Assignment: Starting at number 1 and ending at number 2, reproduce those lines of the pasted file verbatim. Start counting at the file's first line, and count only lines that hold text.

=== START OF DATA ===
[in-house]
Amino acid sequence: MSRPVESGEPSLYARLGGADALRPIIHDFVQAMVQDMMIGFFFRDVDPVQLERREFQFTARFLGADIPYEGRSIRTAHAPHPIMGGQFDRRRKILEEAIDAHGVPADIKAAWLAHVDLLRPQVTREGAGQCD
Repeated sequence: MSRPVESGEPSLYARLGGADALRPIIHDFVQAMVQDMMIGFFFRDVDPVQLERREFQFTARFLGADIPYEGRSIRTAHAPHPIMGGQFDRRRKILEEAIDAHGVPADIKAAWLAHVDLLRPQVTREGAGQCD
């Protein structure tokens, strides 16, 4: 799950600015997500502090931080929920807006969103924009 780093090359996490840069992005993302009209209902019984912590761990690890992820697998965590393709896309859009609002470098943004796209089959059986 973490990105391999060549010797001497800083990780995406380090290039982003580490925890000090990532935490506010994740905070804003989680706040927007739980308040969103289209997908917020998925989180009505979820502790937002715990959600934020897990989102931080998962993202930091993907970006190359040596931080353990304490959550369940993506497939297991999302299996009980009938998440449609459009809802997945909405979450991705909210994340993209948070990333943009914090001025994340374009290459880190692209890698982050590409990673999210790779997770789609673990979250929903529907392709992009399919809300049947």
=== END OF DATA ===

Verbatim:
[in-house]
Amino acid sequence: MSRPVESGEPSLYARLGGADALRPIIHDFVQAMVQDMMIGFFFRDVDPVQLERREFQFTARFLGADIPYEGRSIRTAHAPHPIMGGQFDRRRKILEEAIDAHGVPADIKAAWLAHVDLLRPQVTREGAGQCD